The X-Files, “Improbable”

Murder by numbers, 1, 2, 3…9?

By Diana Estigarribia
April 09, 2002

Remember when you were a kid, and you played that game where you substitute numbers for every letter in a name and birthdate to get some kind of magic number?

Chris Carter has been playing that same game, only with his characters. Numerology is the jumping off point for this episode, a halfhearted attempt to capture the spirit of “Clyde Bruckman’s Final Repose” or “War of the Carcophages” and any other of the kooky, poke-fun X-Files episodes of the past. It doesn’t succeed by a long shot, even though you can see and hear Chris Carter (he directs from his own script) straining to be cute and funny and tongue-in-cheek with every line, scene, and cut in the episode. He’s a self-indulgent creator who doesn’t know when to stop himself.

The story is this: Reyes applies numerology to solve a series of seemingly unrelated murder cases. Her theory is way out there, but Scully notices some forensic evidence that might actually connect the murders with a serial killer. We’ve seen this killer murder his latest victim in the bathroom of a casino, shortly after conversing with a mysterious all-knowing guy flipping cards at the bar. What becomes apparent is this murderer, who is trailed everywhere by this same grifter-sage played by Burt Reynolds, is that this is some kind of divine powerplay involving God. Yep. Burt Reynolds is God. And he likes music. All kinds of music.

But I get ahead of myself. As most fans of the show already know, Carter is fond of throwing in the numbers ten and thirteen (the production company’s name; birthdays), as well as playing fun with the time on digital alarm clocks. He’s particularly having fun with the number nine, as this is the ninth season. In dialogue he tosses in six of one, half a dozen of the other; a headline that reads, “Her Number Was Up”; a numerologist’s address that is 333. Even a map of the killer’s trail looks like a 6, or perhaps a 9, depending on your point-of-view.

There’s numbers everywhere, we’re told over and over again, and if we know where to look for them we’ll find answers to questions mundane and eternal. But remember, God doesn’t play dice with the universe, or something like that (I’m not an Einstein geek). But just because God won’t be found at the craps tables doesn’t mean he doesn’t enjoy a game now and then. He frequents the casinos. He plays cards. Dominoes. Checkers. He loves it all, and everywhere that God is, courtesy Carter’s direction, you see the coincidental ways in which numbers pass us by every day. In one of the episode’s setpieces, we’re put in the middle of an idyllic, Hollywood backlot Little Italy, where the baker bakes in time with the window washer, triplets pass to and fro, and Burt dazzles with his skill at the cardboard monty table (there’s that number three again), all the while lip-synching to a playful, bossa nova-ish, quasi-Italianate/French/Spanish soundtrack that is heavy on cha-cha-cha.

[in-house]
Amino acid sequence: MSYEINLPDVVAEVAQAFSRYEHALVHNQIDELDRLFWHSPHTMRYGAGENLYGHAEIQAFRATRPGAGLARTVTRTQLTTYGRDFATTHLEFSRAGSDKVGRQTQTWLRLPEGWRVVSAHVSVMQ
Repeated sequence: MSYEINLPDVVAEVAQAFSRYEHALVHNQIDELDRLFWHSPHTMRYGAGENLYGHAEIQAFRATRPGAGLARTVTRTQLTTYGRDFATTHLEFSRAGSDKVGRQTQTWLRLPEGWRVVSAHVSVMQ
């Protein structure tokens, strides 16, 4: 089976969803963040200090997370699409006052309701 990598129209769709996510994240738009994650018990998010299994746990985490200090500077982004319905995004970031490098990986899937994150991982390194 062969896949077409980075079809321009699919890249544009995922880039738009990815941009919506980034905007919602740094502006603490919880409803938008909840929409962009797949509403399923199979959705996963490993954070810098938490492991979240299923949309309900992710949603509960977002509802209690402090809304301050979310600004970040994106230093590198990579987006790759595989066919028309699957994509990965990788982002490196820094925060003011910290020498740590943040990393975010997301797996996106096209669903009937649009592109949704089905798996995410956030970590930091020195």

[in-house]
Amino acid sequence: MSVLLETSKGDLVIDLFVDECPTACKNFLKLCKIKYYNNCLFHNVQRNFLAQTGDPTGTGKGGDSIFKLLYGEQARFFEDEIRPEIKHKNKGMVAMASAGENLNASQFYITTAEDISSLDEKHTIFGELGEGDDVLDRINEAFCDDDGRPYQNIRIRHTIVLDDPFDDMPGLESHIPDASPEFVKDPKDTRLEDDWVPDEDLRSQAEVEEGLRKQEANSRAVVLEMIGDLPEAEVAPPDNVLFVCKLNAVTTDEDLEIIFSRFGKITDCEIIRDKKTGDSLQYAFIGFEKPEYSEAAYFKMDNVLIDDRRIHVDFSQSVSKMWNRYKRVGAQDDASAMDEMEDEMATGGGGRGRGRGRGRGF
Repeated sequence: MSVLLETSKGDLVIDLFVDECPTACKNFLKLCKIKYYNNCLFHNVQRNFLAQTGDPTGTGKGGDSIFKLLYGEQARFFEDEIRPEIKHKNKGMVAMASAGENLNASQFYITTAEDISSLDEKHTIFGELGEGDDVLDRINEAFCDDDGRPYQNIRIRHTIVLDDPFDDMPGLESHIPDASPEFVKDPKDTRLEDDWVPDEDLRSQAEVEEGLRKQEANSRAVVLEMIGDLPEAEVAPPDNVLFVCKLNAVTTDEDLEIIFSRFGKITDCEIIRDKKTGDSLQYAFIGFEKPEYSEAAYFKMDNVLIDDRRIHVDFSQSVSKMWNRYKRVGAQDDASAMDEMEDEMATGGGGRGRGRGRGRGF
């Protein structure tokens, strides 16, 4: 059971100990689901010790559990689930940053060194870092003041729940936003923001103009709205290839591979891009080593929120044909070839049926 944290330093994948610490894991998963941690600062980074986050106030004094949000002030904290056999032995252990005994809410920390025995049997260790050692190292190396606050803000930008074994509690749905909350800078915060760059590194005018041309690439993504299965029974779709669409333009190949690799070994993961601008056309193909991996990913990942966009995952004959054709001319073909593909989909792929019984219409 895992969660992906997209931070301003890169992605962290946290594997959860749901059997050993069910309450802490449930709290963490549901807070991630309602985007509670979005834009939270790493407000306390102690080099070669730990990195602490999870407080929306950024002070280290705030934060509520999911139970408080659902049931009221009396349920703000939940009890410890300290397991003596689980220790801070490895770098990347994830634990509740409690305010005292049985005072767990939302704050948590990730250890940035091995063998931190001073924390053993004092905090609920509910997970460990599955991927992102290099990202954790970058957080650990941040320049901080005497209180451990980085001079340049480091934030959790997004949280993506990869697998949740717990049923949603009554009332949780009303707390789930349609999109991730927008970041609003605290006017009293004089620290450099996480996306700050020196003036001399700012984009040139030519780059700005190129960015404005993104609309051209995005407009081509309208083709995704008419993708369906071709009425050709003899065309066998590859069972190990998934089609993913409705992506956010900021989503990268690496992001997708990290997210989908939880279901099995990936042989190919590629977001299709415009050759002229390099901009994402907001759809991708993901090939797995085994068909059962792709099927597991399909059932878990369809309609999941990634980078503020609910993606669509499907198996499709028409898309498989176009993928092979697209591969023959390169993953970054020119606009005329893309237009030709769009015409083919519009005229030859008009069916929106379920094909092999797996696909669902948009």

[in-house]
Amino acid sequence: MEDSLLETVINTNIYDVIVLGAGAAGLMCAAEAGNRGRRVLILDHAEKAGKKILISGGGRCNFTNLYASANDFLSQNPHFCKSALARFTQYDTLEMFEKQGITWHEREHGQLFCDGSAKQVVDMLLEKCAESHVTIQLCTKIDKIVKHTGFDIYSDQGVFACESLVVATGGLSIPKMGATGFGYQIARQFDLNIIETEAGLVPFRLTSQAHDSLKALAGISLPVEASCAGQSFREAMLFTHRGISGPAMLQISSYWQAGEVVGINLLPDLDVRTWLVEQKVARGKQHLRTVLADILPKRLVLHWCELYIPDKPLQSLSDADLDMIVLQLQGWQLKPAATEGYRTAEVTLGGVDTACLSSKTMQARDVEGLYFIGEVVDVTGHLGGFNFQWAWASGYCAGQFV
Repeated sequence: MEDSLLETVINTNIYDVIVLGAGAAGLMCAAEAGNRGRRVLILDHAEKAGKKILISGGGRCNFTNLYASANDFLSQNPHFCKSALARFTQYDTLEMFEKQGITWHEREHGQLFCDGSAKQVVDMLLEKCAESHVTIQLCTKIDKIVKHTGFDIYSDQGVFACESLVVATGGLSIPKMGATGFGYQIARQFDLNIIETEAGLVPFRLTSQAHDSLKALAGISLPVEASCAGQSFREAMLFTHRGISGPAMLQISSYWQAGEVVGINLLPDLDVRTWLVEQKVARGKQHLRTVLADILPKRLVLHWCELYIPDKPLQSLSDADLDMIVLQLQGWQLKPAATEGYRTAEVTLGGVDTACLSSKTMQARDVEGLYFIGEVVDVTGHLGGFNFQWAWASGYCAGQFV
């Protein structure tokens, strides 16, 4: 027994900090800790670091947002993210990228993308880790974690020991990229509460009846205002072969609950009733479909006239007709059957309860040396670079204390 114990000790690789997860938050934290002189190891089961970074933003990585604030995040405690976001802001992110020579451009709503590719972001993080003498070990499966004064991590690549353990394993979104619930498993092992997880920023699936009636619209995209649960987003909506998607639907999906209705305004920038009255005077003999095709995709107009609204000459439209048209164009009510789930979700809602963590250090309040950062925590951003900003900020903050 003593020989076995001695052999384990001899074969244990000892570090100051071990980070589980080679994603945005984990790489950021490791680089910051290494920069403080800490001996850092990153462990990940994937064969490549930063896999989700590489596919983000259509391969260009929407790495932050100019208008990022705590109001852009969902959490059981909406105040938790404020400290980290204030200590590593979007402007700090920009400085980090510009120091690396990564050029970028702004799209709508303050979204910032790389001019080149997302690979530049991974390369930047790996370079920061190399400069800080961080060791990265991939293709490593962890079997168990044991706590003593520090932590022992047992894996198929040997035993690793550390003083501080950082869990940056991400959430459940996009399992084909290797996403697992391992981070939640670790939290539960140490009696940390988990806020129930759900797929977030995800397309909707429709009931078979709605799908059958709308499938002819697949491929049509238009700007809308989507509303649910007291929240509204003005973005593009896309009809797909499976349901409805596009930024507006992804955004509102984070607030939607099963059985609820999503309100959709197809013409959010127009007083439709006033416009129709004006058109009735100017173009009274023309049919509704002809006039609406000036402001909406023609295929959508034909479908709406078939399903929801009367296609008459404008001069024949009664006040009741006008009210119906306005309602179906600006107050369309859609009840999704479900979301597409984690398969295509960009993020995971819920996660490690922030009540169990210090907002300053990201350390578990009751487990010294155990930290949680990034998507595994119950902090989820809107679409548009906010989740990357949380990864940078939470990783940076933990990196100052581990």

I have to admit I was baffled by this soundtrack and especially the Italian-thing. But I was even more confused by the shifts in tone. It’s not consistent, it’ s either grisly and scary, when, to paraphrase Scully, murders were committed, or playful and light. The killer is not without a sense of menace, and there’s plenty of grisly details involving the murder victims. But when Burt Reynolds is the center of the scene, he’s hamming it up every second he’s onscreen; he practically winks at the camera. He wiggles his fanny while Scully and Reyes play a game of checkers. In the accepted wisdom, God does not interfere, but, as Carter puts at the end of the opening credits, Dio Te Ama (God Loves You). It’s a bumper sticker and not worthy of such opening-credit tag lines as Trust No One, The End, and of course, The Truth is Out There.

I really love numerology. (I’m currently having an 8 Year, which is a Power Year for me, so I’m really psyched). But CC needed to go back to the drawing board on this one.